The camel is at the center of Arabian culture and has been since the early 18th century. They are so vital to the economy and culture that there are 160 words for camel in Arabic. Although the nomadic people of Arabia have declined to 1 percent of the population, the camel is still used by them as it was 300 years ago. There are two types of camel, the Bactrian camel with two humps and the Dromedary camel with one.
Although camels are associated with the Arabian deserts, camels live in arid conditions on almost every continent, even China and Australia, where they are feral. Camels thrive in austere conditions because their capacity to store water and food allows them to live where there are no predators to competing for food.
By age six or seven the camel, has reached maturity, measures 6 to 6 1/2 feet tall and weighs between 550 to 1,500 pounds. Each of the two toes that make up a camel’s foot looks like a toenail. They also have a sphere of fat that pads the foot and works like snowshoes to support the camel on the sand. A camel's thin legs have powerful muscles that enable the camel to be used for transporting goods over long distances. A comfortable weight to carry is about 330 pounds. Although a camel's ears are small, its hearing is excellent. A camel's large, soft eyes are protected by very long, double eyelashes that protect the camel from blowing sand. A camel's large nostrils can be closed or opened to cool the incoming air.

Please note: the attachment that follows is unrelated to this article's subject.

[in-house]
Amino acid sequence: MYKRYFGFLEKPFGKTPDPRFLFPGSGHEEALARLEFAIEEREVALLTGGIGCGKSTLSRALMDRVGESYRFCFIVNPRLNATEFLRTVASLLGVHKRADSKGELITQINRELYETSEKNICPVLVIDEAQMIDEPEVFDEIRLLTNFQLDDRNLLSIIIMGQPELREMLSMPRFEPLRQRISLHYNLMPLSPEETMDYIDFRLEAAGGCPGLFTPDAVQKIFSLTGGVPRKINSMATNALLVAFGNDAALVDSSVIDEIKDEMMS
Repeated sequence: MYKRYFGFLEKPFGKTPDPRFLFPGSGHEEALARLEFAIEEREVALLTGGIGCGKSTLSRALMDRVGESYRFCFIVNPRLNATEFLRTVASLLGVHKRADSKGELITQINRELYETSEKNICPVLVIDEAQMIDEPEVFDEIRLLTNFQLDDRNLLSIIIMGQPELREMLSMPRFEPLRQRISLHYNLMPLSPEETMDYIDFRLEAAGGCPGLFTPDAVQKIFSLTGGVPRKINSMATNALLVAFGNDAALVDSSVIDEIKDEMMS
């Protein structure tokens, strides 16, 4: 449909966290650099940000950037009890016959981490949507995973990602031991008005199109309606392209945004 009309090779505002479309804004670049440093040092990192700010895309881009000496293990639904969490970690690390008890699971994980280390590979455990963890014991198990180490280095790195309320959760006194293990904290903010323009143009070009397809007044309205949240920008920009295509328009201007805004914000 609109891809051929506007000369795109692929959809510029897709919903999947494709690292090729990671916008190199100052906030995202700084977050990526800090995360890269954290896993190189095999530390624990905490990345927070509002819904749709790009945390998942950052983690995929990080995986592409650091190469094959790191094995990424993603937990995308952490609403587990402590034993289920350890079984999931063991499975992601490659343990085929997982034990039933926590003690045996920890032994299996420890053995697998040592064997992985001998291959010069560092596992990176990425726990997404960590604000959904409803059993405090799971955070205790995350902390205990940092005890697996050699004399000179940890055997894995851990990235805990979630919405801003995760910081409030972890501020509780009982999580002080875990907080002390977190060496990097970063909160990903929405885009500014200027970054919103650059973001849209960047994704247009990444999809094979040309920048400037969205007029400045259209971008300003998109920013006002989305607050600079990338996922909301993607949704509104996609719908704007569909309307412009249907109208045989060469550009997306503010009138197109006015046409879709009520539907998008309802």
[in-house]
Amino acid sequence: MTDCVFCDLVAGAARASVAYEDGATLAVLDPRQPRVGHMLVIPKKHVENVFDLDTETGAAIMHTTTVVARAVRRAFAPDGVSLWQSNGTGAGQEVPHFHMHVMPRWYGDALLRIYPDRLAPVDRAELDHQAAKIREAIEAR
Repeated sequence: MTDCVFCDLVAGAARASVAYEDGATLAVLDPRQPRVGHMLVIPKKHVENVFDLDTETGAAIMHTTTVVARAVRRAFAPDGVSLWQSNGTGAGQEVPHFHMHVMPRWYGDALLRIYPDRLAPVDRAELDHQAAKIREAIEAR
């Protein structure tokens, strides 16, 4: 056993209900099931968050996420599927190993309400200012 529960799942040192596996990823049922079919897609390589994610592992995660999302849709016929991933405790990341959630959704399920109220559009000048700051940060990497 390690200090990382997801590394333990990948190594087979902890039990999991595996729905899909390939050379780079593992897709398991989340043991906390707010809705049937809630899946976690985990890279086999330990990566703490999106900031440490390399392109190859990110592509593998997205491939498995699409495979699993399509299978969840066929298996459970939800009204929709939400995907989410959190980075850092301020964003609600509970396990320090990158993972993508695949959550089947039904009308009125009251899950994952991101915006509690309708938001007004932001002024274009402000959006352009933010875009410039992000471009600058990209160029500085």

Camels are omnivores and browsers. Because camels have stiff hairs in their noses and tough muscular skin in their mouths, they can push their way into thorny vegetation. They eat the salty plants that grow near salt lakes. In the winter months, camels can get enough moisture from plants to go as much as 50 days without water. However in the summer, they may go only five days without water. Camels prefer fresh vegetation but can become omnivores, eating plants, bones, fish, meat and occasionally the leather from their owner’s tent. Camels can drink 30 gallons of water in 10 minutes.
Trained over thousands of years ago by spice traders, these animals could make the long trip from Southern Arabia to the Middle East. They were used for carrying goods and baggage. Although preferring to walk, they can also gallop. Their wool is used for making rugs and clothing. The flesh is eaten for meat. Because their fats are stored only in the hump, the meat from a camel is cholesterol-free.